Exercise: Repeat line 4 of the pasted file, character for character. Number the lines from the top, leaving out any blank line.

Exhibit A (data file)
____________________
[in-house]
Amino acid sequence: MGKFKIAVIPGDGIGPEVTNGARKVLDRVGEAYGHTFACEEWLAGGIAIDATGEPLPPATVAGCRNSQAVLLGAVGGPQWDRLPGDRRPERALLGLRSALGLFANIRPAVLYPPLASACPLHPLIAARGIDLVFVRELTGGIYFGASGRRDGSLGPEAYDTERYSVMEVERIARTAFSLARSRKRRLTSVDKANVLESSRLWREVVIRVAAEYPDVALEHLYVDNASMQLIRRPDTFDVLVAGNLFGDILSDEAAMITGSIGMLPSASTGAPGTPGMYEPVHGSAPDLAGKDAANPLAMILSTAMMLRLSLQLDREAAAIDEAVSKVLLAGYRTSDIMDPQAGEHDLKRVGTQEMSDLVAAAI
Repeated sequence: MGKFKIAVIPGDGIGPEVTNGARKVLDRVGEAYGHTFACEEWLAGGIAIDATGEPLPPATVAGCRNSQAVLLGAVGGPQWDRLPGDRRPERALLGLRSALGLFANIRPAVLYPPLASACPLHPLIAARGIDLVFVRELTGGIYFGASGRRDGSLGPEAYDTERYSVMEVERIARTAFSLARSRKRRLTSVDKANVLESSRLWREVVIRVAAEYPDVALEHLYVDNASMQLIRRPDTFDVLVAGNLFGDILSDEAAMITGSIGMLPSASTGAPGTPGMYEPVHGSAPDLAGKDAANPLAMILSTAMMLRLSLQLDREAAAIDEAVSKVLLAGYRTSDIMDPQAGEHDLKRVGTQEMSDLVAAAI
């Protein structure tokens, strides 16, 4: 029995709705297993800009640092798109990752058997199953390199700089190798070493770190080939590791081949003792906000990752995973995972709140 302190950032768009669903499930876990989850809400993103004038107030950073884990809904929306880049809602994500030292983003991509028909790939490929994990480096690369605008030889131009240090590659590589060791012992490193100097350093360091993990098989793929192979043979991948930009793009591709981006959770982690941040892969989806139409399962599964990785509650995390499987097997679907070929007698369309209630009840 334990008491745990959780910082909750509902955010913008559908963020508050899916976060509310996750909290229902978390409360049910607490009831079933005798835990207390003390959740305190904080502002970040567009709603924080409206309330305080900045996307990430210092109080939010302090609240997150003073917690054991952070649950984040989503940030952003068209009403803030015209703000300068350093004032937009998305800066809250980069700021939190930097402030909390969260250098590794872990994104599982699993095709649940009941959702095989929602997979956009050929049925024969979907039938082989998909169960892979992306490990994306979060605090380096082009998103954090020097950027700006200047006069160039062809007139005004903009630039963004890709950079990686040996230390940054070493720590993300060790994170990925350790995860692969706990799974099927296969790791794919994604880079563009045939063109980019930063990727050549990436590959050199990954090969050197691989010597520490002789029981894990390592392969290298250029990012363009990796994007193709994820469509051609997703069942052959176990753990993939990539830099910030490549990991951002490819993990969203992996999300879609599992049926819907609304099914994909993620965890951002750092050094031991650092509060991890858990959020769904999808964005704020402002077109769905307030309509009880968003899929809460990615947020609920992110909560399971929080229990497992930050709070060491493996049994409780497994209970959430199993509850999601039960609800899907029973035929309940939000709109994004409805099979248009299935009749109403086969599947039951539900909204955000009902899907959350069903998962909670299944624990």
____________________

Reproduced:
């Protein structure tokens, strides 16, 4: 029995709705297993800009640092798109990752058997199953390199700089190798070493770190080939590791081949003792906000990752995973995972709140 302190950032768009669903499930876990989850809400993103004038107030950073884990809904929306880049809602994500030292983003991509028909790939490929994990480096690369605008030889131009240090590659590589060791012992490193100097350093360091993990098989793929192979043979991948930009793009591709981006959770982690941040892969989806139409399962599964990785509650995390499987097997679907070929007698369309209630009840 334990008491745990959780910082909750509902955010913008559908963020508050899916976060509310996750909290229902978390409360049910607490009831079933005798835990207390003390959740305190904080502002970040567009709603924080409206309330305080900045996307990430210092109080939010302090609240997150003073917690054991952070649950984040989503940030952003068209009403803030015209703000300068350093004032937009998305800066809250980069700021939190930097402030909390969260250098590794872990994104599982699993095709649940009941959702095989929602997979956009050929049925024969979907039938082989998909169960892979992306490990994306979060605090380096082009998103954090020097950027700006200047006069160039062809007139005004903009630039963004890709950079990686040996230390940054070493720590993300060790994170990925350790995860692969706990799974099927296969790791794919994604880079563009045939063109980019930063990727050549990436590959050199990954090969050197691989010597520490002789029981894990390592392969290298250029990012363009990796994007193709994820469509051609997703069942052959176990753990993939990539830099910030490549990991951002490819993990969203992996999300879609599992049926819907609304099914994909993620965890951002750092050094031991650092509060991890858990959020769904999808964005704020402002077109769905307030309509009880968003899929809460990615947020609920992110909560399971929080229990497992930050709070060491493996049994409780497994209970959430199993509850999601039960609800899907029973035929309940939000709109994004409805099979248009299935009749109403086969599947039951539900909204955000009902899907959350069903998962909670299944624990």